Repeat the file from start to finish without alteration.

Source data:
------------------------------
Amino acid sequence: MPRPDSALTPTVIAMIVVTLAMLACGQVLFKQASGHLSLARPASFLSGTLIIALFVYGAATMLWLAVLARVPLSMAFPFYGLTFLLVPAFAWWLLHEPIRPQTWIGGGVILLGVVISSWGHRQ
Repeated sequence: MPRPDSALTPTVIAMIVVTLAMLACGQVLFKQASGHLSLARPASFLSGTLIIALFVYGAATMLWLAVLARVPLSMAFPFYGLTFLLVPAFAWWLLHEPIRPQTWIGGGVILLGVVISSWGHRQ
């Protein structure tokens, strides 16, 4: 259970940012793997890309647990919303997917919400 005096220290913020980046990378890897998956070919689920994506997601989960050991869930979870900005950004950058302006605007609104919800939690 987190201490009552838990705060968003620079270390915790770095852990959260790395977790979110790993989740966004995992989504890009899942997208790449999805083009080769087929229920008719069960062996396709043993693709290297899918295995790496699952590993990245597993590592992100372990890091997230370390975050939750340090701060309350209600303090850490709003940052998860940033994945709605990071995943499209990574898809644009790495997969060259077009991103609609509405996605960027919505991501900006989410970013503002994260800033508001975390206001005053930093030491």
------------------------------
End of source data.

Amino acid sequence: MPRPDSALTPTVIAMIVVTLAMLACGQVLFKQASGHLSLARPASFLSGTLIIALFVYGAATMLWLAVLARVPLSMAFPFYGLTFLLVPAFAWWLLHEPIRPQTWIGGGVILLGVVISSWGHRQ
Repeated sequence: MPRPDSALTPTVIAMIVVTLAMLACGQVLFKQASGHLSLARPASFLSGTLIIALFVYGAATMLWLAVLARVPLSMAFPFYGLTFLLVPAFAWWLLHEPIRPQTWIGGGVILLGVVISSWGHRQ
């Protein structure tokens, strides 16, 4: 259970940012793997890309647990919303997917919400 005096220290913020980046990378890897998956070919689920994506997601989960050991869930979870900005950004950058302006605007609104919800939690 987190201490009552838990705060968003620079270390915790770095852990959260790395977790979110790993989740966004995992989504890009899942997208790449999805083009080769087929229920008719069960062996396709043993693709290297899918295995790496699952590993990245597993590592992100372990890091997230370390975050939750340090701060309350209600303090850490709003940052998860940033994945709605990071995943499209990574898809644009790495997969060259077009991103609609509405996605960027919505991501900006989410970013503002994260800033508001975390206001005053930093030491």